Increased Consumer Interest in May Correlates with COVID-19 Hot Spots in June, According to the Yelp Economic Average

As cities reopen and COVID-19 cases continue to rise across the country, local governments have taken action, pivoting their reopening plans. Many businesses that eagerly reopened doors in June were forced to scale back operations and in some cases even shut down again — a costly action for many small businesses.

Yelp’s latest Local Economic Impact Report, published in June, showed a decrease of business closures compared to April and an increase in consumers getting back to their normal activities – such as dining in at restaurants, heading back into shopping malls and planning weddings. We’re now beginning to uncover longer term trends including a correlation between interest in restaurants, bars and nightlife, and gyms to a spike in COVID-19 cases across hotspot states. The report also measures business closure data that reflects an unstable economy; slower, but still consistent changes in consumers getting back to pre-pandemic activities; and sustained interest in supporting Black-owned businesses.

Increased Consumer Activity in May Correlates with Increased COVID-19 Cases in June

In mid-to-late March we saw consumer activity drop swiftly and uniformly across the nation. This new status quo was maintained in most states through at least mid-to-late April. In May, some states maintained the shutdown level of consumer interest, but many started to revert towards the pre-pandemic norm.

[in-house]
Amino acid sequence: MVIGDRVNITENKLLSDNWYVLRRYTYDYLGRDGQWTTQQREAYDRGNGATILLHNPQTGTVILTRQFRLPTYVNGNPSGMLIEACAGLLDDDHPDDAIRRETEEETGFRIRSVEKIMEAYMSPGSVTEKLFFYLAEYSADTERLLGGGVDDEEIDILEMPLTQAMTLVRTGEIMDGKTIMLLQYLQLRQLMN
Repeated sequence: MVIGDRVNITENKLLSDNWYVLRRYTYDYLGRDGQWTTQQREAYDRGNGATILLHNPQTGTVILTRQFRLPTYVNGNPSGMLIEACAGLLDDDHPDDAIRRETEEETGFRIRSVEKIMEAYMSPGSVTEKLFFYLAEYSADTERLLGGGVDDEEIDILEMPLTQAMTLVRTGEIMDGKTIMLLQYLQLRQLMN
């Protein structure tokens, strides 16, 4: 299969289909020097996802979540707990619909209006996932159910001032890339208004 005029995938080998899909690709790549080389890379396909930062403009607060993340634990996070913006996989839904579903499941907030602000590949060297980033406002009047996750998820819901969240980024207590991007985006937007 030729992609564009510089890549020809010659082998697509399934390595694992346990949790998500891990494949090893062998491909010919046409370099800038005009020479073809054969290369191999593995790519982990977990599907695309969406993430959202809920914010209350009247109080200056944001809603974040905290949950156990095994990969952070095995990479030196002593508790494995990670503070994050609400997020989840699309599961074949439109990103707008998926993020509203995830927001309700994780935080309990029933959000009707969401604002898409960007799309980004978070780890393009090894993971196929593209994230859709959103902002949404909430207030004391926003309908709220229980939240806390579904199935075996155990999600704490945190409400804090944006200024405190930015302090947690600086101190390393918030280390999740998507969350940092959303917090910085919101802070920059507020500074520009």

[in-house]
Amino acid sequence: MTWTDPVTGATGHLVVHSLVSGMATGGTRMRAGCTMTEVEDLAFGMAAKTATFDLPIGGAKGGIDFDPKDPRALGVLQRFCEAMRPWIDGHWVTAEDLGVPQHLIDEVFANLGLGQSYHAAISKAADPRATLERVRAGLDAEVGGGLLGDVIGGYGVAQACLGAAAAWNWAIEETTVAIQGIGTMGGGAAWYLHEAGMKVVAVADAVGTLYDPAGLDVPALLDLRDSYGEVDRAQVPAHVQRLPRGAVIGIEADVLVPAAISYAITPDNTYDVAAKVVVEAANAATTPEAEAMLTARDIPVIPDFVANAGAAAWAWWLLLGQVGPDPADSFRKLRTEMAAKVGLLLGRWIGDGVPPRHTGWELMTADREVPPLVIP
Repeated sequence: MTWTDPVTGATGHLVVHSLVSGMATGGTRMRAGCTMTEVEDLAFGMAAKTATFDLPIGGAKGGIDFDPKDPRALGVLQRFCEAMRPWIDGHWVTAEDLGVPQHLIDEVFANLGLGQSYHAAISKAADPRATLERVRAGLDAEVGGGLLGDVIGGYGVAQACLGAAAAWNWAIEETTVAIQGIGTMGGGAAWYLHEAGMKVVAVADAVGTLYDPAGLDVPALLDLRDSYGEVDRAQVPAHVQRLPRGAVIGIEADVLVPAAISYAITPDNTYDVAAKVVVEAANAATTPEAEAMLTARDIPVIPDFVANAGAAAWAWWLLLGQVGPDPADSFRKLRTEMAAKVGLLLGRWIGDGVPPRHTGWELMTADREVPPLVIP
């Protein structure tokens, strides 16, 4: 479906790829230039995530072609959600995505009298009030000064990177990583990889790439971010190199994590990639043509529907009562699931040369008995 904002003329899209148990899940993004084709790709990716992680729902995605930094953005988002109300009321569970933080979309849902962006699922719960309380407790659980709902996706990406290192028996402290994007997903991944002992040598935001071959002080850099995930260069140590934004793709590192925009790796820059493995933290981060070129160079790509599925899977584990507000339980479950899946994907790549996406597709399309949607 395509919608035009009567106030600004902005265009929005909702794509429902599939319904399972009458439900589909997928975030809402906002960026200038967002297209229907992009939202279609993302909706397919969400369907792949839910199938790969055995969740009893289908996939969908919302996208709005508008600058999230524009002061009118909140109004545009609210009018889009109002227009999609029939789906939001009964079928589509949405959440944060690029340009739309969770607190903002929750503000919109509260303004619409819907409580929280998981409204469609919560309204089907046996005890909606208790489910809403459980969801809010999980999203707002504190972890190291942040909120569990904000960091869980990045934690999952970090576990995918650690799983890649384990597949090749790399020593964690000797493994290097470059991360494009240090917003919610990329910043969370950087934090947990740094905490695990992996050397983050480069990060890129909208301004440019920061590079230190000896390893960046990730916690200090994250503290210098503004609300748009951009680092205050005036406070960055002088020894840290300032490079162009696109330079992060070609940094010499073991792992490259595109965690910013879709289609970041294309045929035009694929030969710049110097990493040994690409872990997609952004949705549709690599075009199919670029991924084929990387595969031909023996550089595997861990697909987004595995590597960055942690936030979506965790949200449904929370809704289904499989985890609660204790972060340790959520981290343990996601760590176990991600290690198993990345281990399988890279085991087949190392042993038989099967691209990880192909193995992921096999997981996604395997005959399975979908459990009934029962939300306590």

Consumer Interest Increased, Then COVID-19 Cases Spiked

Change in aggregate interest on Yelp for restaurants, bars and nightlife, and gyms vs. growth in new coronavirus cases by state

Fewer COVID-19 Cases

More COVID-19 Cases

Low Consumer Interest, Low COVID-19 Case Growth

High Consumer Interest, High COVID-19 Case Growth

As people began resuming common pre-pandemic activities across states like Florida, Nevada, South Carolina, Texas, Georgia and others – specifically, frequenting restaurants, bars and nightlife, and gyms – a clear spike in COVID-19 cases within those locations quickly followed.

In fact, Yelp data shows a statistically significant correlation between an increase of consumer interest in these activities in May and an increase in COVID-19 cases in June.

Considering states with at least three total cases per 1,000 population, the ten states with the largest increase in COVID-19 cases in June all saw a significant increase (50%+) in consumer interest in restaurants, bars and nightlife, and gyms, in May, relative to the shutdown level of activity in late March and early April.

In the ten states with the largest decrease in COVID-19 cases in June, including Massachusetts, New York and Connecticut, consumer interest in the same activities remained more flat in May, increasing less than 50% relative to the shutdown in all ten states.

Hover to see how your state is faring.

As outbreaks worsened through late June, consumer interest in these categories started to come back down in states like Florida, Texas, South Carolina, and Arizona. This emphasizes the strong correlation between the pandemic and consumer behavior. When there's a major outbreak, Yelp data suggests it negatively impacts consumer interest in businesses where social distancing may be harder to enforce. If COVID-19 cases remain flat or decrease in a state, consumer behavior and local policies tend to revert towards the pre-pandemic norm, leaving the state vulnerable to a major outbreak in the near future. These outbreaks may then require stricter measures to suppress cases, as we are currently seeing in California and Florida.

Business Closures Fluctuate Across the Nation